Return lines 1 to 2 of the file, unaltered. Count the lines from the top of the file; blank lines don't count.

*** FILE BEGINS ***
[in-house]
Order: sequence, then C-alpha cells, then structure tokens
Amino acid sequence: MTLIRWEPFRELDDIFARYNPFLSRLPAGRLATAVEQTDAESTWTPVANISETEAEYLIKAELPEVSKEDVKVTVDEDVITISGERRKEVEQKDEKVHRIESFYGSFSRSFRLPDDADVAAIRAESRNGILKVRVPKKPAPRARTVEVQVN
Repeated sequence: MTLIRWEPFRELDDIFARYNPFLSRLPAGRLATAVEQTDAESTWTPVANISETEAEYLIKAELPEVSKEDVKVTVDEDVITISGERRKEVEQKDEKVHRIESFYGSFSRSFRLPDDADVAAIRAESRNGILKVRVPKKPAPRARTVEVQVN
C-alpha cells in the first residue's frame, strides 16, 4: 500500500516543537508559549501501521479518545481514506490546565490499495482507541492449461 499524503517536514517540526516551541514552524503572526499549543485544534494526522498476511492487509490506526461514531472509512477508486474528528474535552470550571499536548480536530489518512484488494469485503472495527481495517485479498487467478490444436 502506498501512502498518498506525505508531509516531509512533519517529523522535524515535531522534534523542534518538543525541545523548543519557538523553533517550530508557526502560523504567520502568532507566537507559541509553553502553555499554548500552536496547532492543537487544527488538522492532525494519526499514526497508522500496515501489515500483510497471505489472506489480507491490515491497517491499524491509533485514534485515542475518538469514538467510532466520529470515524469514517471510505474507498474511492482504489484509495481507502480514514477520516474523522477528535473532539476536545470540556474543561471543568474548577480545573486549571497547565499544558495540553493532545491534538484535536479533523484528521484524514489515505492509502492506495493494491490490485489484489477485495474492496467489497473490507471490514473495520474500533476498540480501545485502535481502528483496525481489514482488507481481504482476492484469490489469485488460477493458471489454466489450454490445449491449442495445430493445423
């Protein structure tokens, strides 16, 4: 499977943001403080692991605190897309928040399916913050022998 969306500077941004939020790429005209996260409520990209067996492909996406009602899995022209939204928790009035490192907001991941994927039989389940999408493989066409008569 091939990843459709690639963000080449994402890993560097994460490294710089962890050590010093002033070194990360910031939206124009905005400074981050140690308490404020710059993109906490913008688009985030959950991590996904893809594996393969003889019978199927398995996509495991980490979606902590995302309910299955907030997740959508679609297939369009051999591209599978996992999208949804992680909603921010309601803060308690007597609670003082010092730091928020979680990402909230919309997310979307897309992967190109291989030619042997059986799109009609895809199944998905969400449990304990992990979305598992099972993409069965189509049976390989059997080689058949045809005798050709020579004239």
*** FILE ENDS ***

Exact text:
[in-house]
Order: sequence, then C-alpha cells, then structure tokens